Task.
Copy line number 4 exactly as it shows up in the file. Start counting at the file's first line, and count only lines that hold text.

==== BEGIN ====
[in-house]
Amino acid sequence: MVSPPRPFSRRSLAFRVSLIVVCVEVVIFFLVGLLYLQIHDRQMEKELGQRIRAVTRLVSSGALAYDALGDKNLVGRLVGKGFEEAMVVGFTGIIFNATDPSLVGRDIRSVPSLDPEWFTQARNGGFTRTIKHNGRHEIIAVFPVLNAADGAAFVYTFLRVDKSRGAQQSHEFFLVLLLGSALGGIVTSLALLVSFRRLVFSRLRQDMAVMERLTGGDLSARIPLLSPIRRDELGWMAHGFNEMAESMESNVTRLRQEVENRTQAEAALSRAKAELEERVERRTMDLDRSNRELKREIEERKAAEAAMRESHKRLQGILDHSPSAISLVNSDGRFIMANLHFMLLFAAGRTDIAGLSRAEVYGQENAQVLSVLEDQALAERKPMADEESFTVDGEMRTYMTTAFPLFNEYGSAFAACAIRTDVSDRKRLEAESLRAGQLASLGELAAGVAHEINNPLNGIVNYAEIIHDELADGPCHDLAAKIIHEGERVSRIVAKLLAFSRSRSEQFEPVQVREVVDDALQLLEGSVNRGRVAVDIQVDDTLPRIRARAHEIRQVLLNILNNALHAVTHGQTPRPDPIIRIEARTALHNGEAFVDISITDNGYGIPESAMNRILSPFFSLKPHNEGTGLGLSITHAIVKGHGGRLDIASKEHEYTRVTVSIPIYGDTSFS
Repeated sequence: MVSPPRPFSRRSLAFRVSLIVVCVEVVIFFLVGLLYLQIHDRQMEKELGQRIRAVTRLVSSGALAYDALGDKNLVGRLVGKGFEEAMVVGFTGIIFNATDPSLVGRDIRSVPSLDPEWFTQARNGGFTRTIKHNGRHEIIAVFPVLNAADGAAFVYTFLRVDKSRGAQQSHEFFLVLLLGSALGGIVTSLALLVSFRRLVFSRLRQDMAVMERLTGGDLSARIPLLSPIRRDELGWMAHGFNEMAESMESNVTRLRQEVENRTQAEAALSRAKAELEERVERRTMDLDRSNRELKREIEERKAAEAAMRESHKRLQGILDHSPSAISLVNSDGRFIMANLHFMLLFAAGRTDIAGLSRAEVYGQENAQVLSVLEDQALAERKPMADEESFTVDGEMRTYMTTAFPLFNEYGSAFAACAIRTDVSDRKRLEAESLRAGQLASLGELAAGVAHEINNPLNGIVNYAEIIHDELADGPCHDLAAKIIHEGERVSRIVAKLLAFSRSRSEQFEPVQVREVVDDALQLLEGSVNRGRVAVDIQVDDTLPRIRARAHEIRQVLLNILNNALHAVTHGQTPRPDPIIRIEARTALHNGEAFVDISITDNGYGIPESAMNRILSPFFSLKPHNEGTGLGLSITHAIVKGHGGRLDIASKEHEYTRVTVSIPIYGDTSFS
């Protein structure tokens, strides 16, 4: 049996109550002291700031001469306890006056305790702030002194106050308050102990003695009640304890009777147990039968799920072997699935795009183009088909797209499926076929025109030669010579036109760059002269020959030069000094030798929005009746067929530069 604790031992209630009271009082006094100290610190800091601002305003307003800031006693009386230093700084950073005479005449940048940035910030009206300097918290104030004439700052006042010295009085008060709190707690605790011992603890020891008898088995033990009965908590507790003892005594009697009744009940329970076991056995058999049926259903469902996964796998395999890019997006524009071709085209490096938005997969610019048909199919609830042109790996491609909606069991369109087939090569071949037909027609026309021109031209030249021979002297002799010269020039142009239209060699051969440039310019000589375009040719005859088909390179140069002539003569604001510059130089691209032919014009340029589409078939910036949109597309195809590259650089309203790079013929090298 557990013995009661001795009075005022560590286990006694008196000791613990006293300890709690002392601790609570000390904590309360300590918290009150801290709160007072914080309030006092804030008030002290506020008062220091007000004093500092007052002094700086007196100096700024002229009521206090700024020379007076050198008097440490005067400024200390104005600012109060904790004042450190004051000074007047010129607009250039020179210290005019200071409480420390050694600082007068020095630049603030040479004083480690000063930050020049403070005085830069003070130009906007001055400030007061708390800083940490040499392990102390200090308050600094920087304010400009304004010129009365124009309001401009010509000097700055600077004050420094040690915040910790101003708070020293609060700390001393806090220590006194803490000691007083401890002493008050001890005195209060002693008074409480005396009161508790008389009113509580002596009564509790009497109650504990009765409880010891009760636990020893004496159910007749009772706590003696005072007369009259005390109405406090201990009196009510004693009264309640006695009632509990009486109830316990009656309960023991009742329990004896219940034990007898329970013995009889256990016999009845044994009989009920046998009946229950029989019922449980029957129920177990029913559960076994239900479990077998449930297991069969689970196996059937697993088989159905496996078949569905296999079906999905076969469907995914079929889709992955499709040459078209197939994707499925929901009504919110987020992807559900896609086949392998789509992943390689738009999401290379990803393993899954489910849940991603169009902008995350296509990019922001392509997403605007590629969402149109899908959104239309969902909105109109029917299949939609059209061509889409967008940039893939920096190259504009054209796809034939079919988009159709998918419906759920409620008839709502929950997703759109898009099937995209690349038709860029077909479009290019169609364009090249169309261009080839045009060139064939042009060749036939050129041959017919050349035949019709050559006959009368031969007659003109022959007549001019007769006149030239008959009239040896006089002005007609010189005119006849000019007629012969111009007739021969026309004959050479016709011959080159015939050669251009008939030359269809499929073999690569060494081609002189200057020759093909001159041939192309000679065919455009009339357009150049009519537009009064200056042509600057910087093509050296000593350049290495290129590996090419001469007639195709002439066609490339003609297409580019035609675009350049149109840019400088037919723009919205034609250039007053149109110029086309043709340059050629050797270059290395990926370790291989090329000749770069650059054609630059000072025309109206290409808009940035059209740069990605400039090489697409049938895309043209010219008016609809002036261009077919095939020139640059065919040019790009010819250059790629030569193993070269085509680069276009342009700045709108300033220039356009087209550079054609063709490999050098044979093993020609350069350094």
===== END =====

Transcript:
């Protein structure tokens, strides 16, 4: 049996109550002291700031001469306890006056305790702030002194106050308050102990003695009640304890009777147990039968799920072997699935795009183009088909797209499926076929025109030669010579036109760059002269020959030069000094030798929005009746067929530069 604790031992209630009271009082006094100290610190800091601002305003307003800031006693009386230093700084950073005479005449940048940035910030009206300097918290104030004439700052006042010295009085008060709190707690605790011992603890020891008898088995033990009965908590507790003892005594009697009744009940329970076991056995058999049926259903469902996964796998395999890019997006524009071709085209490096938005997969610019048909199919609830042109790996491609909606069991369109087939090569071949037909027609026309021109031209030249021979002297002799010269020039142009239209060699051969440039310019000589375009040719005859088909390179140069002539003569604001510059130089691209032919014009340029589409078939910036949109597309195809590259650089309203790079013929090298 557990013995009661001795009075005022560590286990006694008196000791613990006293300890709690002392601790609570000390904590309360300590918290009150801290709160007072914080309030006092804030008030002290506020008062220091007000004093500092007052002094700086007196100096700024002229009521206090700024020379007076050198008097440490005067400024200390104005600012109060904790004042450190004051000074007047010129607009250039020179210290005019200071409480420390050694600082007068020095630049603030040479004083480690000063930050020049403070005085830069003070130009906007001055400030007061708390800083940490040499392990102390200090308050600094920087304010400009304004010129009365124009309001401009010509000097700055600077004050420094040690915040910790101003708070020293609060700390001393806090220590006194803490000691007083401890002493008050001890005195209060002693008074409480005396009161508790008389009113509580002596009564509790009497109650504990009765409880010891009760636990020893004496159910007749009772706590003696005072007369009259005390109405406090201990009196009510004693009264309640006695009632509990009486109830316990009656309960023991009742329990004896219940034990007898329970013995009889256990016999009845044994009989009920046998009946229950029989019922449980029957129920177990029913559960076994239900479990077998449930297991069969689970196996059937697993088989159905496996078949569905296999079906999905076969469907995914079929889709992955499709040459078209197939994707499925929901009504919110987020992807559900896609086949392998789509992943390689738009999401290379990803393993899954489910849940991603169009902008995350296509990019922001392509997403605007590629969402149109899908959104239309969902909105109109029917299949939609059209061509889409967008940039893939920096190259504009054209796809034939079919988009159709998918419906759920409620008839709502929950997703759109898009099937995209690349038709860029077909479009290019169609364009090249169309261009080839045009060139064939042009060749036939050129041959017919050349035949019709050559006959009368031969007659003109022959007549001019007769006149030239008959009239040896006089002005007609010189005119006849000019007629012969111009007739021969026309004959050479016709011959080159015939050669251009008939030359269809499929073999690569060494081609002189200057020759093909001159041939192309000679065919455009009339357009150049009519537009009064200056042509600057910087093509050296000593350049290495290129590996090419001469007639195709002439066609490339003609297409580019035609675009350049149109840019400088037919723009919205034609250039007053149109110029086309043709340059050629050797270059290395990926370790291989090329000749770069650059054609630059000072025309109206290409808009940035059209740069990605400039090489697409049938895309043209010219008016609809002036261009077919095939020139640059065919040019790009010819250059790629030569193993070269085509680069276009342009700045709108300033220039356009087209550079054609063709490999050098044979093993020609350069350094």